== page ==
Are you looking at your server room efficiency? Here we discuss hot and cold aisle separations as an option for your server room cooling. We’ll also be taking a closer look at what possible gains could be made by using this option.
For more information about how we can help you with server room efficiency get in contact with us here.
Many server rooms are cooled by a number of CRAC (computer room air conditioning) systems designed to maintain an overall room temperature of typically 20-22°C. As IT equipment technology evolves, and server rooms are re-configured to suit upgraded IT systems, there are ways to improve the cooling systems which can greatly improve energy efficiency and save running costs.
What is Hot/ Cold Aisle separation?
This is a method of ensuring that all of the supply air from the CRAC units is delivered to the point where it is needed and that once the air has done its cooling job, it returns directly back to the CRAC unit without doing any more unnecessary work.
How are the aisles separated?
The attached examples show how either the cold aisle or the hot aisle could be physically separated. These are examples of down flow systems supplying air into a raised floor, but the principle could be applied equally for up flow systems in server rooms without a raised floor.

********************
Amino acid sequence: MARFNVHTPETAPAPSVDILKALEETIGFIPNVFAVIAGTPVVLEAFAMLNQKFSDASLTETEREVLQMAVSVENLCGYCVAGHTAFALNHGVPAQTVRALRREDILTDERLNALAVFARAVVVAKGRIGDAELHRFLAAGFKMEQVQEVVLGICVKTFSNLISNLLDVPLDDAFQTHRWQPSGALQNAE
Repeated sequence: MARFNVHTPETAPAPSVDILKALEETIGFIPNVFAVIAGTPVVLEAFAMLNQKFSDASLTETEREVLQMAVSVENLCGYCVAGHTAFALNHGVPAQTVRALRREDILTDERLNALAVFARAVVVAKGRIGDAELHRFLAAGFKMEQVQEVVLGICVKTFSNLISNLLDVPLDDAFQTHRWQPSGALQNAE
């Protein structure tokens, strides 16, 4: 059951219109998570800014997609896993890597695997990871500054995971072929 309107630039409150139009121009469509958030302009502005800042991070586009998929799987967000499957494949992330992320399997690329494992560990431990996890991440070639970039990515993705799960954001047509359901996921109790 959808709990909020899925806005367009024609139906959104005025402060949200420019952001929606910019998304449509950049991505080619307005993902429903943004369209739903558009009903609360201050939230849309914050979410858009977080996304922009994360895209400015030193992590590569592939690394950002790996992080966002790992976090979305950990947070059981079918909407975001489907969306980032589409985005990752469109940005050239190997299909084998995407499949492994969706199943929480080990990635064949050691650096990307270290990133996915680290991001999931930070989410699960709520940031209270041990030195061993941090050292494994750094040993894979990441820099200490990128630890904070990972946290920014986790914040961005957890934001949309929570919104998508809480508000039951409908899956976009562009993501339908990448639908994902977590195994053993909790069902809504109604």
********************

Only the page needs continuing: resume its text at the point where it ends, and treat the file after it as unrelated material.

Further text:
How does this improve efficiency?
There are two main reasons why this helps reduce power consumption:-
- Higher return air temperatures to the CRAC units means that the refrigeration systems become more efficient and the compressors absorb less power.
- A more efficient air distribution means that the heat from the servers is removed on only one sweep of cooled air, rather than by free-blow turbulent air.
What effect does this have on my running costs?
The attached typical pay-back calculation demonstrates how separation of the hot and/ or cold aisle can translate into reduced power consumption and subsequent cost savings.
Can this work for existing rooms as well as new rooms?
All server rooms, existing or new, would benefit from separation of the hot and/ or cold aisles. The extent of the benefit would depend on the degree of difficulty in creating the separation, which would, in turn, affect the pay-back period.